Being the people-pleaser I can be, instead of barking orders from my fire desk at the real estate office, I still finished up what I needed to and went off to the store to get the sides for dinner. (There were other people that could have done this.) Then we are in a bit of a hurry. But I wanted to cook noodles for my dogs — long story, but the top ramen noodles and the noodle spices help to keep the fleas off the canines.

Could be all in my mind, but this is year two and I am here to tell you my pups have only had flea treatment maybe twice since the beginning of the year. Plus, they love the dog noodles — true story. I figured that I would cook my dog noodles and then we would feed the farm when we got back from Seco, except then I got busy doing other things and off we went.

Fortunately, it was after dinner — and a very delicious one too — that it hit me in the head. I had never turned off the dog noodles. The stove was on when we left. I flew into major panic mode, and we whizzed home, as quick as a VW bus will ever whiz. (“Today is not the day to try and be funny and break down, Vandura,” I told her sternly.)

I called around my neighbors with my feeble tale. Luckily someone’s son was home, and they thought he might, possibly, drag himself across the street to my place to see if there was anything still standing. Funnily enough my biggest concern was my old dog who was in the house. No, not funny at all. I would never have forgiven myself.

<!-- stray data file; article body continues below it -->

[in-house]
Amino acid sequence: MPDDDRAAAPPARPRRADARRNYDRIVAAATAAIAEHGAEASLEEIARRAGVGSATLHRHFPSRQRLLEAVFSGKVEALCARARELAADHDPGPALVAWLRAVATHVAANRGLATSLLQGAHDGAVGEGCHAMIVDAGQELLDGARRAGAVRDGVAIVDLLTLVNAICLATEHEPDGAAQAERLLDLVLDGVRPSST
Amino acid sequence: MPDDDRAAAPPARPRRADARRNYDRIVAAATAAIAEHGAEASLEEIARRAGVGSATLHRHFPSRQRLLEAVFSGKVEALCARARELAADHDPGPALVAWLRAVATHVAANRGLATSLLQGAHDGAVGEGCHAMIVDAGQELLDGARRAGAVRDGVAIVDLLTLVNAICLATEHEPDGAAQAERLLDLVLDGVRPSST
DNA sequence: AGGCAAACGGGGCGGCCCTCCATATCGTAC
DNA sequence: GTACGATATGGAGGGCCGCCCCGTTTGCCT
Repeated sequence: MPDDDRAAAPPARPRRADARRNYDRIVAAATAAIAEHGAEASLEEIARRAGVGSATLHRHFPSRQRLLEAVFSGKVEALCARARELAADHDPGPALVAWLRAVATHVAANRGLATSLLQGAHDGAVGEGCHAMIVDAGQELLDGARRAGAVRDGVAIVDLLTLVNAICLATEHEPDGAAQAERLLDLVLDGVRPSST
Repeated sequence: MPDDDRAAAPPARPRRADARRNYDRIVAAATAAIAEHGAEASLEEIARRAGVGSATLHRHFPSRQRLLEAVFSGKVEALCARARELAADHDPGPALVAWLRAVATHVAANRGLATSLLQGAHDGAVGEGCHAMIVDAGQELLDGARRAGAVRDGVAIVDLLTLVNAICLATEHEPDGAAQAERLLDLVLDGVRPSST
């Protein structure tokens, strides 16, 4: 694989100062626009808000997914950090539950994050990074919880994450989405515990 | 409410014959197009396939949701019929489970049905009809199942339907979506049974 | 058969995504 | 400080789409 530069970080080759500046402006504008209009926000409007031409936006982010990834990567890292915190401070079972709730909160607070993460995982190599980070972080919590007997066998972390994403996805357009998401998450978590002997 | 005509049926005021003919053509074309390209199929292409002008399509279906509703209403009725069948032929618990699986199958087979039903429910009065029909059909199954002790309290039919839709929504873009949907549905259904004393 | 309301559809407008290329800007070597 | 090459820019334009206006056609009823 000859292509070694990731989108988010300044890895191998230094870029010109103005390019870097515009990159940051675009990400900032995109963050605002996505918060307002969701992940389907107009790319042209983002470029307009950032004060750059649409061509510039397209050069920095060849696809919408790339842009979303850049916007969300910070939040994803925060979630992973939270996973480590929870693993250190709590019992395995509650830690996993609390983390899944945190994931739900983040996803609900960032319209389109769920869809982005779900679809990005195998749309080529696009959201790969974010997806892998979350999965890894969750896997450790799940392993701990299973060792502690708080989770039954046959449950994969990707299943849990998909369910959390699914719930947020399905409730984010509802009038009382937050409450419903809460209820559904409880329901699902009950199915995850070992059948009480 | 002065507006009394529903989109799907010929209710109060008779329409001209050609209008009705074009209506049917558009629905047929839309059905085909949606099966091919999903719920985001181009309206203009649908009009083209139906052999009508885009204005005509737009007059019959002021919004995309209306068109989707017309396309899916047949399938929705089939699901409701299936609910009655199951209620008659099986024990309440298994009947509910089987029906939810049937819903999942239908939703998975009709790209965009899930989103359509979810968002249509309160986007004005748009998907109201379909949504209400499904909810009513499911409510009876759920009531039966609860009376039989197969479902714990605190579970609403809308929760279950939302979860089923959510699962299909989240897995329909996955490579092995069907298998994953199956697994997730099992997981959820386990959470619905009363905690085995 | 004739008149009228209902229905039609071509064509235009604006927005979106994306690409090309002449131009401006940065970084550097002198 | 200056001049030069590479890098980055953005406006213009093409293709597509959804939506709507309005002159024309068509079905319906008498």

The boy texts his mother a one-word “off,” which leads me to believe that he had turned the burner to the off position and there was no immediate need to call the fire brigade. We got into the house and the smell of burnt dog noodles was overpowering. Wow, had I really been that careless? I was furious with myself.

I blamed my busy self, number 1, anyone who looked at me, number 2 — my daughter-in-law who foolishly confessed she had seen the stove was on and then promptly forgotten about it, number 3 — and then, also, the pesky airlines that had got me so wound up during the week, that the brain had turned to oatmeal, soup, slops. Yes, they were majorly to blame.

“If I have dementia,” I told my daughter, “and this is just the beginning of some really wretched stuff, take me to Big Sur, have me drink some really good wine, and then push me over the cliffs.” How could I, Ms. Organized, Ms. Dotted I’s and Crossed T’s have forgotten to have turned off the blessed stove. That’s what Grannies do, not me. Wait, I am a Granny! (Insert confused emoji.)

The saving grace from this whole thing was that I told anyone who would listen I was going to have to take things a little more slowly and carefully from now on — and they might be called upon to help me.

Also, I am now poised, with renewed vigor, to attack those blooming airlines with a vengeance and remind them of who the customer is and that she refuses to be treated like some low-brain nitwit who would do silly things like leave the dog noodles on the stove and go out for dinner, or forget the airlines owed her $1,700 for their lack of customer service and horrific response to my dilemma.

Yes, that. All of that.